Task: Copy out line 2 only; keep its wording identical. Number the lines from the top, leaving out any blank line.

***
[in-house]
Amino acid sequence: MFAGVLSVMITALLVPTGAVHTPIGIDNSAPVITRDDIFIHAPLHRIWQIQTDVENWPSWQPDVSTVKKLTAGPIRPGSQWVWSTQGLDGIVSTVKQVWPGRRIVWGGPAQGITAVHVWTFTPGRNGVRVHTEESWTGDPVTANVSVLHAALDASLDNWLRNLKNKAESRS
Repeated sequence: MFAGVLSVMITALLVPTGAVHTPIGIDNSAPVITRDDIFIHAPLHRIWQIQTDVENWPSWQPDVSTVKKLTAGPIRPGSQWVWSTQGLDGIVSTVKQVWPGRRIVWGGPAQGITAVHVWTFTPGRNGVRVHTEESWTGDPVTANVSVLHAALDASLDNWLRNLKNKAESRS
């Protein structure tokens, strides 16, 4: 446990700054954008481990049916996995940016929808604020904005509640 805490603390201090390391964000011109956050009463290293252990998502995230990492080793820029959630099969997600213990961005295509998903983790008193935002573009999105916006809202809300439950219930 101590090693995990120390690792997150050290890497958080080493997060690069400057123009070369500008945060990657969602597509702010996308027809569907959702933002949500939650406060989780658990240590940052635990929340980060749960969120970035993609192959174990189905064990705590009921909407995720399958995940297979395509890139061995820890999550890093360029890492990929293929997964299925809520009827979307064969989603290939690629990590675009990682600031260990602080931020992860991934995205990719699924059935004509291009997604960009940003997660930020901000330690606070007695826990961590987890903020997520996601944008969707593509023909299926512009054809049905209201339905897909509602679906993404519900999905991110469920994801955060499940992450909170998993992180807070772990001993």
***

Amino acid sequence: MFAGVLSVMITALLVPTGAVHTPIGIDNSAPVITRDDIFIHAPLHRIWQIQTDVENWPSWQPDVSTVKKLTAGPIRPGSQWVWSTQGLDGIVSTVKQVWPGRRIVWGGPAQGITAVHVWTFTPGRNGVRVHTEESWTGDPVTANVSVLHAALDASLDNWLRNLKNKAESRS